All-in-One Raspberry Pi Getting Started Guide
Raspberry Pi, one of the most ingenious invention for makers and hackers. Before we get started into the nitty gritty details of getting it setup, we first must ponder over the question that what the Raspberry Pi actually is?
Raspberry Pi is a linux based single board computer in a small form factor capable of fast processing (compared to Arduino) and able to interact with the physical word through inputs and outputs. It has built in hardware for USB, HDMI, Ethernet etc providing great connectivity options and ease of use.
In this instructable i will focussing on the very basics including the following:
- Understanding the Pi
- Building a sturdy base
- Setting up the Pi
- Installing NOOBS
- Wifi Setup
- Picamera Guide
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Step 1: About the Pi
The Raspberry Pi is the size of a credit card. It is developed by the Raspberry Foundation in UK. The first Pi series was commercially launched in 2012 after which the design was improved and upgraded in the following years.
There are two distinct and popular designs, Model A and Model B. Both have different versions with different Specifications but the design and features are common in all the version.
Above all the Pi is ridiculously cheap. Starting from a mere $20 and going up to $45 according to the version, it truly is a dream come true for makers on a budget.
700 Mhz or 900 Mhz ARM Processor
256 MB or 512 MB or 1 GB Ram
Dual Core Videocore GPU
SD Card or MicroSD Card slot
2 to 4 USB Ports
Micro USB Power Jack
3.5 Audio Jack
10/100 Ethernet Jack
There are some key interfaces i will talk about:
- GPIO Connector
- USB Ports
- HDMI Port
- Ethernet Port
- Display Port
- Camera Port
- Composite Video Jack
- Power Connector
1. GPIO Connector: The GPIO Connector on the Pi is a male header which can be used to interface hardware with the Pi. It has 8 and above GPIO(General Purpose Input Output) pins on which led’s etc can be connected. These pins are very sensitive and can only handle small currents.
2. USB Ports: The Pi has 2 to 4 USB ports. They work the same way as any other USB port and can be used to connect Mouse, Keyboard, Wifi dongle, Flash Drive etc.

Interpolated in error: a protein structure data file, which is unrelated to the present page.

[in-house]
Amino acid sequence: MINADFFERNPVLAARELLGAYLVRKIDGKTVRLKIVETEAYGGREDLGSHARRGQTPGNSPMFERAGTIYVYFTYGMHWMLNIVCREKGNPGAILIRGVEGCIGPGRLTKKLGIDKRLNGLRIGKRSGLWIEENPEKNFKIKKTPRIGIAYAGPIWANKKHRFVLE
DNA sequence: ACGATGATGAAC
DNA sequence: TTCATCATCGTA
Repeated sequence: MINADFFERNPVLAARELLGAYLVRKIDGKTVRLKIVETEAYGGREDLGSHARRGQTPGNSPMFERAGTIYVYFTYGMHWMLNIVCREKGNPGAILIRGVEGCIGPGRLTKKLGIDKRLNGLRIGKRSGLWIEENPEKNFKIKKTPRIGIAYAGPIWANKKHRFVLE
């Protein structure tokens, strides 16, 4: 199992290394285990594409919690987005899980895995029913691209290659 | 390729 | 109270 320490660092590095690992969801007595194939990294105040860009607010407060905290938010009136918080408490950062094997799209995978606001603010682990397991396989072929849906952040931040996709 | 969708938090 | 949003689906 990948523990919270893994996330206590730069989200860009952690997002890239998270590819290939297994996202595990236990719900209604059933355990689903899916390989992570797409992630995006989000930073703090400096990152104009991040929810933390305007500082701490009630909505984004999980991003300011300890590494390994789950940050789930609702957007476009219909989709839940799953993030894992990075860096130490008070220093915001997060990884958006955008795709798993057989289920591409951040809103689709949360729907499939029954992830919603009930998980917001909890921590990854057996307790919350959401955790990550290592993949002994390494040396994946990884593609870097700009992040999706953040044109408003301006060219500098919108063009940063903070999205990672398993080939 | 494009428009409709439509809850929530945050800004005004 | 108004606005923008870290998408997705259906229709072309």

3. HDMI Port: The HDMI port is used to connect the Pi to a display. It is pretty straightforward but may require some configuration. I will delve into that later on.
4. Ethernet Port: The ethernet port is used to connect the Pi to an internet connection. Its just plug and play. Although Wifi is much more convenient hence i will tell you about installing that as well.
5. Display Port: The display port is a ribbon connector port used to connect the Pi to its dedicated LCD display which is available in the market.
6. Camera Port: This camera port is also a ribbon connector port used to connect the PI camera to the Pi. I will show you how to do that later on.
7. Composite Video Jack: this is used to connect the Pi to a composite video display. It requires some configuration to it started.
8. Power Jack : The Pi is powered using a Micro USB Adapter of 5V with minimum current capacity of 500 mA but its better to use a good quality mobile charger rated at 1 A for smooth performance.
Step 2: Materials for Getting Started
These are the absolute basics required without which the Pi cant be setup
- Raspberry Pi (Obviously)
- USB Keyboard
- USB Mouse
- HDMI Monitor + HDMI Cable OR VGA Monitor + VGA to HDMI Converter + VGA Cable
- 5V Micro USB Power Adapter
- 8GB or above Micro SD Card
- Card Reader
- Computer with Internet Connection
- Ethernet Cable
These are the addons i will explain in my tutorial
- Wifi Dongle
- Raspberry Pi Camera Module
- Ethernet Cable
Step 3: Base Building
Well at this point I guess you have a Pi in your hand. I mean a Raspberry Pi. 😛 So the Pi is small and when you connect all the cables it goes out of control. Its hard to keep it at one place. This can be frustrating and dangerous hence before starting to work on it we will mount the Pi on a plexiglass base.
- Piece of plexiglass
- Screws x 4